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This article is from the Encyclopedia of North Carolina edited by William S. Powell. Copyright © 2006 by the University of North Carolina Press. Used by permission of the publisher. For personal use and not for further distribution. Please submit permission requests for other use directly to the publisher.

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brochure for the North Carolina Millstone Company.Millstones

by Jean H. Seaman, 2006

See also: Gristmills

Millstones of large diameter used for grinding cereals, ores for paint, fertilizers, and other products have been quarried from a variety of rocks in North Carolina since colonial times. In Moore County a quartz conglomerate from Parkwood was an important source. The Smith granite quarry near Charlotte was worked for millstones that were used in early ore mills. Triassic sandstones were used for millstones and whetstones. During the twentieth century, most millstones were from Rowan County granite, and as recently as 1953 they continued to be used in the preparation of paints, fertilizer, and feldspar.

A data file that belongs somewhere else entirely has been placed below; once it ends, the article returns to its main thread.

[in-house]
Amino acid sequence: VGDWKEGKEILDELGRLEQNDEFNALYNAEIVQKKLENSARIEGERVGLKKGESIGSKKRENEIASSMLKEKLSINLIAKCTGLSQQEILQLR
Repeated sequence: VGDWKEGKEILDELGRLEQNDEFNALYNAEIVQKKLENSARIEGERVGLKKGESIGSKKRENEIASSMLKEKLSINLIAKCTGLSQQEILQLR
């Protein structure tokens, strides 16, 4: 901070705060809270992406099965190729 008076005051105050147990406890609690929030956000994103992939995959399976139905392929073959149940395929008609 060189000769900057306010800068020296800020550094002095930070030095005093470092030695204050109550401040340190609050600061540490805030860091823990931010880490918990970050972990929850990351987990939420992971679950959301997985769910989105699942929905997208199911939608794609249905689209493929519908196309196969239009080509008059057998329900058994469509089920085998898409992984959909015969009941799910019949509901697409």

Additional Resources:

Hockensmith, Charles D. The Millstone Industry: A Summary of Research on Quarries and Producers in the United States, Europe And Elsewhere. Jefferson, N.C.: McFarland & Co, Inc., 2009.

Associated Press. "Ghost Town is Unmarked: The Mill Shut Down and the Workers Left." The Hour (Norwalk, Conn.). April 23, 1983. http://news.google.com/newspapers?id=3x9JAAAAIBAJ&sjid=VwYNAAAAIBAJ&pg=2498%2C3317979.

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